Mario Tama/Getty Images
Mario Tama/Getty Images
First Lady Melania Trump, United States President Donald Trump, Vice President Mike Pence and Karen Pence stand on the east front steps of the Capitol Building after Trump is sworn in at the 58th Presidential Inauguration on Capitol Hill in Washington, DC., U.S., January 20, 2017. REUTERS/John Angelillo/Pool
WASHINGTON — At the center of his foreign policy vision, Donald Trump has put “America First,” a phrase with an anti-Semitic and isolationist history going back to the years before the U.S. entry into World War II.
Trump started using the slogan in the later months of his campaign, and despite requests from the Anti-Defamation League that he drop it, he stuck with it.
Friday, he embraced the loaded words as a unifying theme for his inaugural address.
“From this day forward, a new vision will govern our land,” Trump said on the Capitol steps. “From this day forward, it’s going to be only America First. America First.”
Those words galvanized a populist movement against U.S. entry into the war in Europe, even as the German army rolled through France and Belgium in the spring of 1940.
A broad-based coalition of politicians and business leaders on the right and left came together as the America First Committee to oppose President Franklin D. Roosevelt’s support for France and Great Britain. The movement grew to more than 800,000 members.
While the America First Committee attracted wide support, the movement was marred by anti-Semitic and pro-fascist rhetoric. Its highest profile spokesman, Charles Lindbergh, blamed American Jews for pushing the country into war.
“The British and the Jewish races,” he said at a rally in September 1941, “for reasons which are not American, wish to involve us in the war.”
The “greatest danger” Jews posed to the U.S. “lies in their large ownership and influence in our motion pictures, our press, our radio, and our government,” Lindbergh said.
It is unclear whether Trump is bothered by the ugly history of the phrase. What is clear is that he is determined to make the words his own. He has used them to sell his promises to impose trade barriers, keep manufacturing jobs inside the U.S. and restrict illegal and legal immigration.
“Every decision on trade, on taxes, on immigration, on foreign affairs, will be made to benefit American workers and American families,” Trump said in Friday’s inaugural speech.
“We must protect our borders from the ravages of other countries making our products, stealing our companies, and destroying our jobs,” he said.
“It is such a toxic phrase with such a putrid history,” Susan Dunn, professor of humanities at Williams College and an expert in American political history, said in an interview.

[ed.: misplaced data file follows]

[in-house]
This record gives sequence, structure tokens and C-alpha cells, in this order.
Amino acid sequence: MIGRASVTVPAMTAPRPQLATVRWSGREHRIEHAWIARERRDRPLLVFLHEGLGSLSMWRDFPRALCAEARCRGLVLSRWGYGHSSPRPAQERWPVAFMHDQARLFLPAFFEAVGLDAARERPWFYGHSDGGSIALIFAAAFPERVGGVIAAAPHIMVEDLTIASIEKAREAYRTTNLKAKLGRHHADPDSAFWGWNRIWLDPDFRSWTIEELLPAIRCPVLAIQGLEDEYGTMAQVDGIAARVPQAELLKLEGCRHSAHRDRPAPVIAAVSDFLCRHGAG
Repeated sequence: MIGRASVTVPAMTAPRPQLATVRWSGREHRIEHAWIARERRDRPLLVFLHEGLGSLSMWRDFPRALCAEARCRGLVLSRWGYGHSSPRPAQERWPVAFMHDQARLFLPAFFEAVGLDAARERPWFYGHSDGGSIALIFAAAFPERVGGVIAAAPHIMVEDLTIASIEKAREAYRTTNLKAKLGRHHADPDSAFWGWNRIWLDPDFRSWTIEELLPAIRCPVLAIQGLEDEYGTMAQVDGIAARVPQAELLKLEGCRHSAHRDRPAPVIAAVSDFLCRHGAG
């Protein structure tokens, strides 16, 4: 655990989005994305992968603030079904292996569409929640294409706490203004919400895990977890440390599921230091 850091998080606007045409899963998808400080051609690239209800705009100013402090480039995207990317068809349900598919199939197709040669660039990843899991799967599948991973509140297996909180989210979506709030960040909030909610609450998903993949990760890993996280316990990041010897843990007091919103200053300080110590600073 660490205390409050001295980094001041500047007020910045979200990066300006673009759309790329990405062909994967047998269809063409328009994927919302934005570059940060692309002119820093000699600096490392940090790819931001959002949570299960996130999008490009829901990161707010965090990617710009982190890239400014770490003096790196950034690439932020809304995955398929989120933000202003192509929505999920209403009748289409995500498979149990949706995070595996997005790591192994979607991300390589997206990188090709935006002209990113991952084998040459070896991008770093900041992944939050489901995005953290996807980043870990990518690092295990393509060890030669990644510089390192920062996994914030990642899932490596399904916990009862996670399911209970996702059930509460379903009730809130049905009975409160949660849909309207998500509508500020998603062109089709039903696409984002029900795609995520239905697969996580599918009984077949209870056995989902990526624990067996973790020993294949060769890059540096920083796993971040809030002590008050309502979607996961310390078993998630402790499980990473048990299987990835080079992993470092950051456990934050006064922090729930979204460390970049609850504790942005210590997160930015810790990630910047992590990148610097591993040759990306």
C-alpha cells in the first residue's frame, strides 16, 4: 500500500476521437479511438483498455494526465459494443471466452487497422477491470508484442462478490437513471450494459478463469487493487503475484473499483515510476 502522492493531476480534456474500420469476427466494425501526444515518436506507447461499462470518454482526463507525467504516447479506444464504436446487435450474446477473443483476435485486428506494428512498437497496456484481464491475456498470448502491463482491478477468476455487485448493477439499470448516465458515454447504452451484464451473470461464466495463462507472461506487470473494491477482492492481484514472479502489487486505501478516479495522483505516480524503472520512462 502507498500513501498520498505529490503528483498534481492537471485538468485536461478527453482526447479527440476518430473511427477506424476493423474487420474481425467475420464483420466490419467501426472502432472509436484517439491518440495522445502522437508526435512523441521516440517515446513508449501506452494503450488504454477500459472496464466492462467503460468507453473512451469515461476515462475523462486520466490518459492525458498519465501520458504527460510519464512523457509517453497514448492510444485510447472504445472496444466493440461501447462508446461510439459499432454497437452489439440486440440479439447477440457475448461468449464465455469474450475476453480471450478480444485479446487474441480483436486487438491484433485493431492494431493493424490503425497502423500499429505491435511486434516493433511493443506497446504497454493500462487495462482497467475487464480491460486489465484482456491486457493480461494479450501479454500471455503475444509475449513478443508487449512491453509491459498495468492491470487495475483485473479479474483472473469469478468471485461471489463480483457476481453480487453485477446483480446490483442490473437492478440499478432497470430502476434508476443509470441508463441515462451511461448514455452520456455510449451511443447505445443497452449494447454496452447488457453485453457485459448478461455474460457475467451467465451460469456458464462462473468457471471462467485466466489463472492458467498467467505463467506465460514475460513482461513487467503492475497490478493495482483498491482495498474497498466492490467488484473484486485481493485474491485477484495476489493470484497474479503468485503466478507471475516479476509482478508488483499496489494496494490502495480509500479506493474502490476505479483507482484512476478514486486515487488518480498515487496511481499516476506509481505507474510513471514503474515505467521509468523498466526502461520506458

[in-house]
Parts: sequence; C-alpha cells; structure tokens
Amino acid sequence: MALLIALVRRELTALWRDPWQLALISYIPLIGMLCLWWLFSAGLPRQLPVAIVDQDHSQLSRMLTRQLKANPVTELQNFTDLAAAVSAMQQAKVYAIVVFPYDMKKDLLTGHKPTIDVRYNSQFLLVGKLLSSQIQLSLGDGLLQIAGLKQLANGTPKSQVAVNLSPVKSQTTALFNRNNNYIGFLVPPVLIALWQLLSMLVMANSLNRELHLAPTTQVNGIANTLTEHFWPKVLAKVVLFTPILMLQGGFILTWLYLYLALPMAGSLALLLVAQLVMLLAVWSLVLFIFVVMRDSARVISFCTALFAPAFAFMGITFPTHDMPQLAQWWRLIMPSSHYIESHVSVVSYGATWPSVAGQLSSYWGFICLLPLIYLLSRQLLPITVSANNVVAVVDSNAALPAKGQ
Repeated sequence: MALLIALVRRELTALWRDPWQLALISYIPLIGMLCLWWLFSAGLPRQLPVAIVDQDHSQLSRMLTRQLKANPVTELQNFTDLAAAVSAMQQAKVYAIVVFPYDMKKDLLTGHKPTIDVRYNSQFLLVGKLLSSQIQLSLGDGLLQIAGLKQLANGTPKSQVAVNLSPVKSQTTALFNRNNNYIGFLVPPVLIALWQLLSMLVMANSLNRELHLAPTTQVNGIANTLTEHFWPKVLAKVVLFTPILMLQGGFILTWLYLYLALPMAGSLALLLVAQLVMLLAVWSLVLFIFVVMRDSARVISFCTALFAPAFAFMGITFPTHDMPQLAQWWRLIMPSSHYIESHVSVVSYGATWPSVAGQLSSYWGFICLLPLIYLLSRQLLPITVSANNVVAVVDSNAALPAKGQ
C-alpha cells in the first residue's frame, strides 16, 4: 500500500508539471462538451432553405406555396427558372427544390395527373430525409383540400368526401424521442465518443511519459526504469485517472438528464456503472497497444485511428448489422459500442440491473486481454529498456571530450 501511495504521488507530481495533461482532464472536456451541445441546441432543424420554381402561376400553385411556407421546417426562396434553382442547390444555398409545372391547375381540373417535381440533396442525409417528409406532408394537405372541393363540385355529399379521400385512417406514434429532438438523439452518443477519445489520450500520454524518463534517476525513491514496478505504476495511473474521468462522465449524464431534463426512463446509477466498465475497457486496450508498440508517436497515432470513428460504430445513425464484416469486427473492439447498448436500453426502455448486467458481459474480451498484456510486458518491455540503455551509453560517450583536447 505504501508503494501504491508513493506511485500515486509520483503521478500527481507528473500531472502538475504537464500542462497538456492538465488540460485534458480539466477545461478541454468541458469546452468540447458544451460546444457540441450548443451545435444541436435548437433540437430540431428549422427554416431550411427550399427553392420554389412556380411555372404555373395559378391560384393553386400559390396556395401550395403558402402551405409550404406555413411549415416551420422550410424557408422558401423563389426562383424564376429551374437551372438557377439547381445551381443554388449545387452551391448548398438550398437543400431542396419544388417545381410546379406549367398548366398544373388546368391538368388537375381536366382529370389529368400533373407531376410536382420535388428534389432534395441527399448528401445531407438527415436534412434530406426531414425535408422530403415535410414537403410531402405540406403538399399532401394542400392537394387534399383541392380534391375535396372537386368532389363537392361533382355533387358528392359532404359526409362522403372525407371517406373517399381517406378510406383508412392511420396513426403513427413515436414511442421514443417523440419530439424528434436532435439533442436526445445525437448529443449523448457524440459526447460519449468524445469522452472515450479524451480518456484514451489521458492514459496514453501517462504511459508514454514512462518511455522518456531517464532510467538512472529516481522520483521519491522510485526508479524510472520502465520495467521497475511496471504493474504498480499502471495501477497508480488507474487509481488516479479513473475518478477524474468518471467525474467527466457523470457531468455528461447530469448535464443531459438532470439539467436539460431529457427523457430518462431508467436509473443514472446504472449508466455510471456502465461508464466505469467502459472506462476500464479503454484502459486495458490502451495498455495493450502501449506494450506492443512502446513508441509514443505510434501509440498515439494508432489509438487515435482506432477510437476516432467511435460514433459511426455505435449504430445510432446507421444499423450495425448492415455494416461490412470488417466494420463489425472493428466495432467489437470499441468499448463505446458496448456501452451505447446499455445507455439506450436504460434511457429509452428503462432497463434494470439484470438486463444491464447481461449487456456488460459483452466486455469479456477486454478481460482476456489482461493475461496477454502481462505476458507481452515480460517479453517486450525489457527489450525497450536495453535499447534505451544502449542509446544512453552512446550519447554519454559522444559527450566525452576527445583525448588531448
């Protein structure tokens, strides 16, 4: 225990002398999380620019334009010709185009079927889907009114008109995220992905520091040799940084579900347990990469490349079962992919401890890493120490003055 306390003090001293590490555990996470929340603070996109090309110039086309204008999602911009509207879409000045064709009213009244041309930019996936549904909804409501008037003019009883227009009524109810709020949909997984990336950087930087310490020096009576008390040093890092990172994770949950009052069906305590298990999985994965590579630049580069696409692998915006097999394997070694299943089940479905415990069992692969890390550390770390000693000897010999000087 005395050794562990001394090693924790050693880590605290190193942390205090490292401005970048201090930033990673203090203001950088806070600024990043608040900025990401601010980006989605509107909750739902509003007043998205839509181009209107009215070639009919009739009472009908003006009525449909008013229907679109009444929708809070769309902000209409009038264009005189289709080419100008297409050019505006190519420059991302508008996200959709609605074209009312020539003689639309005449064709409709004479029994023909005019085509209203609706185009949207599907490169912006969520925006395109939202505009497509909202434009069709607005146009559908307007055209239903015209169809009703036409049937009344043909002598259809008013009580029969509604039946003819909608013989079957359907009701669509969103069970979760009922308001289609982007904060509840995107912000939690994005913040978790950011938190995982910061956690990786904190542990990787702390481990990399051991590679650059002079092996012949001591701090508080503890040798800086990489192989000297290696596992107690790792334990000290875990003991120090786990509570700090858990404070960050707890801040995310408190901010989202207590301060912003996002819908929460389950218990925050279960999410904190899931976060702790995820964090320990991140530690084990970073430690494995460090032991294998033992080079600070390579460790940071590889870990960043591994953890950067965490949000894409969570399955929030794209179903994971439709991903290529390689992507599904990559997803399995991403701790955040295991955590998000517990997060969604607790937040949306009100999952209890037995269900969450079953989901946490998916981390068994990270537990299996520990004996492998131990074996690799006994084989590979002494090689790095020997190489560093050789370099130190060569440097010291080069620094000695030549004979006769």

Lindbergh and other prominent members of the America First organization believed democracy was in decline and that fascism represented a new future, Dunn said.
Those words “carry an enormous weight,” said Lynne Olson, author of “Those Angry Days,” a book about the clash between Lindbergh and Roosevelt over entering the war.
“That time was strikingly familiar to now,” Olson said. “There was an enormous amount of economic and social turmoil in the country; anti-Semitism rose dramatically as well as general nativism and populism.”
Shortly after Trump took the oath of office, White House aides posted a 500-word description of Trump’s approach to the world titled “America First Foreign Policy.”
“The world must know that we do not go abroad in search of enemies, that we are always happy when old enemies become friends, and when old friends become allies,” the statement said. It added that defeating radical Islamic terrorist groups will be the “highest priority,” and that Trump’s administration would add ships to the Navy and build the Air Force back up to Cold War levels.
Trump also plans to withdraw from the Trans-Pacific Partnership and renegotiate the terms of the North American Free Trade Agreement with Canada and Mexico.
Trump appears to have first tried out the phrase “America First” during an interview with the New York Times in March, when he was asked if he was taking an isolationist, “America First” approach to foreign policy.
“Not isolationist, I’m not isolationist, but I am ‘America First.’ So I like the expression. I’m ‘America First,'” Trump said at the time. “We have been disrespected, mocked and ripped off for many, many years by people that were smarter, shrewder, tougher.”
Tribune Washington Bureau
Image Credit: Getty Images
All across the U.S. — and around the globe — participants came out for women’s marches on Saturday. In Los Angeles alone, the turnout exceeded organizers’ expectations almost 10 times over.